1863. Late winter

It was winter – late winter – and Athol went walking. The trees were bare; the ground had mounds of rotting leaves.

Athol kicked the piles of leaves as he walked. It may have still been winter but a mellow breeze blew the loose leaves in swirls. Athol sat on a log and thought. Just before the leaves began to fall his world was a different place. He was secure in his job; secure in his family; secure in his life.

Now all had gone – no job, no family, no life. The world had changed in harmony with the season. There was no hope. He should stop pretending that things would return to normal. Things wouldn’t. He should try to move on – but how and to where?

In front of him was a broken branch. It must have snapped in a winter storm. The snapped branch looked like the head of a crocodile! Ferocious! Fearful!

Athol moved on; he couldn’t sit and mope forever. He kicked another pile of leaves. It exposed a little frog nestling itself from the winter. It was asleep. It was waiting for the warmth of spring. It would die once exposed to fierce winter elements. Athol covered the frog over with protective dead leaves.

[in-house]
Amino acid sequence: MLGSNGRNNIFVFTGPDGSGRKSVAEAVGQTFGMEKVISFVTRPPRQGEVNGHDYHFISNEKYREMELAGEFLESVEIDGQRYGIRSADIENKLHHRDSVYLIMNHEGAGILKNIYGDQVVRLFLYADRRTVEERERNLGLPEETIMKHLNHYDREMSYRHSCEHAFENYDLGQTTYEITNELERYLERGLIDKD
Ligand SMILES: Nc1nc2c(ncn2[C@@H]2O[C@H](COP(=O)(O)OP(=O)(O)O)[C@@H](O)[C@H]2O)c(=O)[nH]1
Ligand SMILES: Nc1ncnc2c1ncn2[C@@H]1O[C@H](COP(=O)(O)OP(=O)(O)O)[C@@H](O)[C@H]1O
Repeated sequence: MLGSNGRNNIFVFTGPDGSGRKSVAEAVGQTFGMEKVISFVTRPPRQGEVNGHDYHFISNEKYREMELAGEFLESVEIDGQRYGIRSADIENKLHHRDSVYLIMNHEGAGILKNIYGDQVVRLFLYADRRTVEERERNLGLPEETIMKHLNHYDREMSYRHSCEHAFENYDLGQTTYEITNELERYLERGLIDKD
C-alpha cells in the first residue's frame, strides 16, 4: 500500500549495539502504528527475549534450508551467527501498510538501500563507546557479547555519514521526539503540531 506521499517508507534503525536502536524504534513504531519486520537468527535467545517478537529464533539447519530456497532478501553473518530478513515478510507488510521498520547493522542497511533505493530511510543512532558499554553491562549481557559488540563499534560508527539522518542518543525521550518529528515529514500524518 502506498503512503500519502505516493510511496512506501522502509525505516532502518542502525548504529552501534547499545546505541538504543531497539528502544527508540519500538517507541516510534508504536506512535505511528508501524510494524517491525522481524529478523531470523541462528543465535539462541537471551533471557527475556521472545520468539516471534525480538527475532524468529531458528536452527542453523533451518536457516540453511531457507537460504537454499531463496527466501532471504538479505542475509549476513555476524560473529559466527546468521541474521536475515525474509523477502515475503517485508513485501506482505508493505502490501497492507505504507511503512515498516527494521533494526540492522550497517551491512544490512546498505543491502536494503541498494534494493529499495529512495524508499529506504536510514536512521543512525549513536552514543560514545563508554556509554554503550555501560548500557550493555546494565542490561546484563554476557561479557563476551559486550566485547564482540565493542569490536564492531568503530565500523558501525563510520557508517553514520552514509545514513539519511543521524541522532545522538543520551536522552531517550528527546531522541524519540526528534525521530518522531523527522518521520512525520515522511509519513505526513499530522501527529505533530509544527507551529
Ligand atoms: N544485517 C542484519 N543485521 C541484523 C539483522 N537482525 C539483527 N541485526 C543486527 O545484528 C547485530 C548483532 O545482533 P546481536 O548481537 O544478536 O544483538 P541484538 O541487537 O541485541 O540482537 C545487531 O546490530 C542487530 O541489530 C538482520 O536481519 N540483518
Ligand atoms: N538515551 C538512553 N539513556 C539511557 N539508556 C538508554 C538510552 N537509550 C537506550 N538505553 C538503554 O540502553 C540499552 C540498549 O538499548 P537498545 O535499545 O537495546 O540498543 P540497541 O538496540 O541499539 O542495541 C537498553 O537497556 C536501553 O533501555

He went on his way.

28 thoughts on “1863. Late winter

  1. João-Maria

    How dare you, what is this? This is tantamount to Calvin & Hobbes just suddenly having no raw and lucid remarks and instead saying “I like trucks”.
    I want Athol to at the very least shoot up a grocery store, or, I don’t know, buy some rope? Leave the ending open, if you want to, but at least let the man buy some goddamn rope, Bruce!

    Liked by 2 people

    Reply
      1. Bruce Goodman Post author

        We don’t have poisonous things in New Zealand – no snakes or panthers. There is a poisonous spider that once bit the scientist who prized open its mouth to see if it was poisonous. Apart from that it’s Paradise and damp.

        Liked by 2 people

        Reply
                1. João-Maria

                  It’s not me, it’s probably Bob and his lousy American voodoo. Portuguese sorcery would normally involve the island you live in being swallowed by a manifold flurry of violent tides.
                  Remember Atlantis? I don’t.

                  Liked by 1 person

                  Reply
  2. umashankar

    It’s a beautiful opening that begs for continuation. Please don’t tell me it’s the complete story because it is not.

    On second thoughts, his covering the frog with dry leaves so that it may survive the winter is symbolic. Perhaps Nature is protecting him and sunny days await him.

    Liked by 3 people

    Reply
  3. Nitin Lalit

    This is so well written. But knowing Bruce Goodman for many years, I wonder if this story must be read as it is or if it’s a parody of those bleak, nihilistic *coughs* posts out there.

    Liked by 2 people

    Reply

I delight in having my dull life coloured by your intelligent perceptions, your wit, and your vivacity.

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